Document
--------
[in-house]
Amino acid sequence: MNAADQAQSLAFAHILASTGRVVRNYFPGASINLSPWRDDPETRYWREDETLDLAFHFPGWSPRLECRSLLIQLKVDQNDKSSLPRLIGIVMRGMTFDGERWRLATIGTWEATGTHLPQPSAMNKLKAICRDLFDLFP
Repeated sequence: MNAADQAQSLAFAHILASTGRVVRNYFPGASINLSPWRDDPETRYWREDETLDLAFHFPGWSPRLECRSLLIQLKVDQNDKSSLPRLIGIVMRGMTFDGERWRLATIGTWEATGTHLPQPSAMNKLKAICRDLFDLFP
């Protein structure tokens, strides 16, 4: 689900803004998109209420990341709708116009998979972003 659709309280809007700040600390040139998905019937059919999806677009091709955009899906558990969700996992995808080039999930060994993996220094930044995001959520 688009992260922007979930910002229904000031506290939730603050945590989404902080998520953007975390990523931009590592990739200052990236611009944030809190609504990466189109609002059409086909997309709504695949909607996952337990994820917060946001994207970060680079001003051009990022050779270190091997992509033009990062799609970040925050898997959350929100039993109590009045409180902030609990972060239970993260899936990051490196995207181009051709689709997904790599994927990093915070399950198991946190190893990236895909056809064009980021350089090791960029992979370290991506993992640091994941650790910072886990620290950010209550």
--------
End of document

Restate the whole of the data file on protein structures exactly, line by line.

[in-house]
Amino acid sequence: MNAADQAQSLAFAHILASTGRVVRNYFPGASINLSPWRDDPETRYWREDETLDLAFHFPGWSPRLECRSLLIQLKVDQNDKSSLPRLIGIVMRGMTFDGERWRLATIGTWEATGTHLPQPSAMNKLKAICRDLFDLFP
Repeated sequence: MNAADQAQSLAFAHILASTGRVVRNYFPGASINLSPWRDDPETRYWREDETLDLAFHFPGWSPRLECRSLLIQLKVDQNDKSSLPRLIGIVMRGMTFDGERWRLATIGTWEATGTHLPQPSAMNKLKAICRDLFDLFP
């Protein structure tokens, strides 16, 4: 689900803004998109209420990341709708116009998979972003 659709309280809007700040600390040139998905019937059919999806677009091709955009899906558990969700996992995808080039999930060994993996220094930044995001959520 688009992260922007979930910002229904000031506290939730603050945590989404902080998520953007975390990523931009590592990739200052990236611009944030809190609504990466189109609002059409086909997309709504695949909607996952337990994820917060946001994207970060680079001003051009990022050779270190091997992509033009990062799609970040925050898997959350929100039993109590009045409180902030609990972060239970993260899936990051490196995207181009051709689709997904790599994927990093915070399950198991946190190893990236895909056809064009980021350089090791960029992979370290991506993992640091994941650790910072886990620290950010209550």